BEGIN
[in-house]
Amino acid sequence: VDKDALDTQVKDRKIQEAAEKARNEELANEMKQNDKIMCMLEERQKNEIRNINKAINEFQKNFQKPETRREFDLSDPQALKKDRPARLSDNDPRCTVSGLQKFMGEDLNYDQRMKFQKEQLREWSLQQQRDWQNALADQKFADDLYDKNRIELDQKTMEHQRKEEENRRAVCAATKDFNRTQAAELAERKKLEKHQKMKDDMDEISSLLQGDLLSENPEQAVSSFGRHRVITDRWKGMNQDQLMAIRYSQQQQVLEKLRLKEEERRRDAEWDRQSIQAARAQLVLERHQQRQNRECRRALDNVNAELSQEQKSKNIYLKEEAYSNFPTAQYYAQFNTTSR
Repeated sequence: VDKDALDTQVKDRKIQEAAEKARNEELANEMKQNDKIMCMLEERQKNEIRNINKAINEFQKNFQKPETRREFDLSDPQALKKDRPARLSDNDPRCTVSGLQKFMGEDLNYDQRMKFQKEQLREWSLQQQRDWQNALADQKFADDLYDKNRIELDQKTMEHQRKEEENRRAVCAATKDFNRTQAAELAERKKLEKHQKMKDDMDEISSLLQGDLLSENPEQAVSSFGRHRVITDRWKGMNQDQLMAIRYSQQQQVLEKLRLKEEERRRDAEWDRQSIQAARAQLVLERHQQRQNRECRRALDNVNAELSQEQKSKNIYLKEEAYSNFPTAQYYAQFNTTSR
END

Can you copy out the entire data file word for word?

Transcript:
[in-house]
Amino acid sequence: VDKDALDTQVKDRKIQEAAEKARNEELANEMKQNDKIMCMLEERQKNEIRNINKAINEFQKNFQKPETRREFDLSDPQALKKDRPARLSDNDPRCTVSGLQKFMGEDLNYDQRMKFQKEQLREWSLQQQRDWQNALADQKFADDLYDKNRIELDQKTMEHQRKEEENRRAVCAATKDFNRTQAAELAERKKLEKHQKMKDDMDEISSLLQGDLLSENPEQAVSSFGRHRVITDRWKGMNQDQLMAIRYSQQQQVLEKLRLKEEERRRDAEWDRQSIQAARAQLVLERHQQRQNRECRRALDNVNAELSQEQKSKNIYLKEEAYSNFPTAQYYAQFNTTSR
Repeated sequence: VDKDALDTQVKDRKIQEAAEKARNEELANEMKQNDKIMCMLEERQKNEIRNINKAINEFQKNFQKPETRREFDLSDPQALKKDRPARLSDNDPRCTVSGLQKFMGEDLNYDQRMKFQKEQLREWSLQQQRDWQNALADQKFADDLYDKNRIELDQKTMEHQRKEEENRRAVCAATKDFNRTQAAELAERKKLEKHQKMKDDMDEISSLLQGDLLSENPEQAVSSFGRHRVITDRWKGMNQDQLMAIRYSQQQQVLEKLRLKEEERRRDAEWDRQSIQAARAQLVLERHQQRQNRECRRALDNVNAELSQEQKSKNIYLKEEAYSNFPTAQYYAQFNTTSR